Friday, December 28, 2012

What You See Is What We Get!

"Atlantic Rock II"
Leading Tickles, Newfoundland, Canada

The post today is an image taken from one of my favorite locations from my quick trip down to Newfoundland this past fall. And if I could be honest, this image is very nearly untouched. I say nearly, because some mild high pass sharpen and fade correction was applied to keep the contrast clean, as well as a slight in-camera tilt corrected. I so loved the weather and the scene from that moment in this frame, that I feel to manipulate it further is too much. Does that make sense? 

Sometimes I fear that unless an image is saturated beyond logic, has a multitude of filters and apps applied, wild edges, and unearthly hues displayed, we won't recognize beautiful photography when we see it. That's just my fear, you may feel completely different. That's what's great about art.

For me it's still the old adage that you can indeed get most of it right in camera. Grab that cool light the minute you see it, or be authentic in how you expose for that weather moving into frame, be confident in your ability to capture what you love... if it grabbed your eye in real life, chances are you can go without the Velvet Elvis HDR effect later. And have I manipulated the light's intensity, or colouring, or the scene's perspective in my photos at any point.... heck yeh! When my intent for what I needed or desired to convey called for it. But I work hard to make sure it's then, and only then... and with extreme care. And I've said it before, I don't pick up the camera this much so I can spend all day parked at the computer. 

Whatever you love to tweak and change in your images, or how much, make sure that what you saw is what we get.... your intent and your final vision for that photograph. That's what it keeps coming down to.

Thanks for the ramble! Hope you all had a fabulous holiday celebrating everything you celebrate!

Thursday, December 6, 2012

When B&W Calls

"Then She Gave Me Flowers..."

Today's image is a return to my love of B&W. It's been a while since I felt compelled to convert an image into B&W, usually the images are more along the lines of cityscapes, or portraits, or heavy on design elements and contrast. But as I realised the quality of sidelight coming through the window against my poinsettias, I knew the textures and highlights being rimmed in light would be completely at home monochromatically.

My good friend and mentor Bob Grauer, who's work you can view here, said in response to my previous post about "Flat Lighting" that you can't go wrong when you "listen to the light." I liked it so much that I wrote his words down and tacked it up near my kit bag.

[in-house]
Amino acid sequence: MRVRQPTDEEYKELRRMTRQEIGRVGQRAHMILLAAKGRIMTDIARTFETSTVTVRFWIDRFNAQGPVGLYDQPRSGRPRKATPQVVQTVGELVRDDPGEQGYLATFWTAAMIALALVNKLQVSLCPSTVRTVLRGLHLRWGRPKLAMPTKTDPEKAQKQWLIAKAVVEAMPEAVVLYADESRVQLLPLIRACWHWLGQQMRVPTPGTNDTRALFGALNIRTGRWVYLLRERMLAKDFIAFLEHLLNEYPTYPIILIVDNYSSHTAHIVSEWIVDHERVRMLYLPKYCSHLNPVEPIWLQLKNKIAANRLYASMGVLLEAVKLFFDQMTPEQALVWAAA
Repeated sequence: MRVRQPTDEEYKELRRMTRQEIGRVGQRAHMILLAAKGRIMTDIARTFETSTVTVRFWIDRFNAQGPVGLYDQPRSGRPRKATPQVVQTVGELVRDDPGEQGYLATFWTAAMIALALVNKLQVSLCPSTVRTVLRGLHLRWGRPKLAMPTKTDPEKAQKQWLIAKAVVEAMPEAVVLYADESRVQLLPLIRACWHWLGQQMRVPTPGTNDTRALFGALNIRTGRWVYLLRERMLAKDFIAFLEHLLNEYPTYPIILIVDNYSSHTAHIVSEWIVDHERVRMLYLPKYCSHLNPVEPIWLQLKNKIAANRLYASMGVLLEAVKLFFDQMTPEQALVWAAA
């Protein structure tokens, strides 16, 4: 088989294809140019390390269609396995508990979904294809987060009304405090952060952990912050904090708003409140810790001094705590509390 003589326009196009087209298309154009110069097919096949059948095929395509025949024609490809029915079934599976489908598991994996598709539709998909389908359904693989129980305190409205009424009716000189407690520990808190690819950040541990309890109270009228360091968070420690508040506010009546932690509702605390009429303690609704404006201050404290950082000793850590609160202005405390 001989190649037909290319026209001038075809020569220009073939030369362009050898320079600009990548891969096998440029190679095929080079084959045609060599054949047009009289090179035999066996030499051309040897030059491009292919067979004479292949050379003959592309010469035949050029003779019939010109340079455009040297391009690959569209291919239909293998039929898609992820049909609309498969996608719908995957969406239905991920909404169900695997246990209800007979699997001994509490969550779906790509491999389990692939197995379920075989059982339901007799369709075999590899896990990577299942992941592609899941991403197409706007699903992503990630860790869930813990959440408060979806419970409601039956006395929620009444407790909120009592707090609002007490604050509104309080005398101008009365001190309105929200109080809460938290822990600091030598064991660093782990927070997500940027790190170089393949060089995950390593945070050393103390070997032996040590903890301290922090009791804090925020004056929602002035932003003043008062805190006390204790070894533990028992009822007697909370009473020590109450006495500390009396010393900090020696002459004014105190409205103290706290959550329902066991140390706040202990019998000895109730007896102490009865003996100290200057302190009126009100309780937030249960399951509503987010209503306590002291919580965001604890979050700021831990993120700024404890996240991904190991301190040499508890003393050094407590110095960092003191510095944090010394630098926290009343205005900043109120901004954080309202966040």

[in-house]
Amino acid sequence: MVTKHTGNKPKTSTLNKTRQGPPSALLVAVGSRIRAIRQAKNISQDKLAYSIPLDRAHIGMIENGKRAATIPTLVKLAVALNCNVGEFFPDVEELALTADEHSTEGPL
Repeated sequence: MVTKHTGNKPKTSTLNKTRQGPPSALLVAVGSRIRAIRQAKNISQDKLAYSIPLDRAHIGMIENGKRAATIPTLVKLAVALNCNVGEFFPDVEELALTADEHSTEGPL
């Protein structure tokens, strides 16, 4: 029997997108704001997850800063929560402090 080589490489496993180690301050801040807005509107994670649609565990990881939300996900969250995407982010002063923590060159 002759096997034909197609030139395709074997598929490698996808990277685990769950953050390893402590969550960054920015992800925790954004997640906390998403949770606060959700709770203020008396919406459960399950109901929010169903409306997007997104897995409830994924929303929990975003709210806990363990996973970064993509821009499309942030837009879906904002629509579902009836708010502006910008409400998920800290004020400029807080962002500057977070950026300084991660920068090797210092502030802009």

I knew with the image above (which you can click on to see it enlarged) that it was the light that called to me, but it wasn't till I realised that the best way to showcase that light was in my custom Platinum B&W processing that I knew what my vision for this photograph was going to boil down to. 

That's the excitement of photography... have you converted to B&W lately to showcase the right light?

Thanks for the Ramble gang! Have a good one!

Monday, December 3, 2012

Use That Flat Light!

Ball's Falls Conservation Area, Grimsby, Ontario

We're told there's several things we need to avoid to achieve better photographs. Don't crowd a photo with too much info. Don't put your subject directly in the center of the photo. And avoid flat, grey light. But as with every general principle or guideline, there are always times to use the very things we try to avoid. 

 "Welcome to the Garden"
Ball's Falls Conservation Area, Grimsby, Ontario

Take the images from today's post. They were all taken during flat lighting conditions. And thank goodness. In solid cloud cover, colours in nature stay true due to little or no reflection from the sun, they seem additionally saturated, and deep shadow was never a concern, allowing me to make a correct exposure and worry more about composition and vision, especially in the first image of the close up of the driftwood.

"Doorway to Yesterday"
Ball's Falls Conservation Area, Grimsby, Ontario

I'm wary of only ever shooting in ideal conditions, you should be able to capture the magic, or a story,or the vision no matter what conditions are out there. I challenge you to see what happens when the wrong conditions are the right ones... start with using that flat light as a tool in your photo arsenal!
Feel free to click on each low res image to view the larger version, and thanks for the Ramble folks! Have a good one!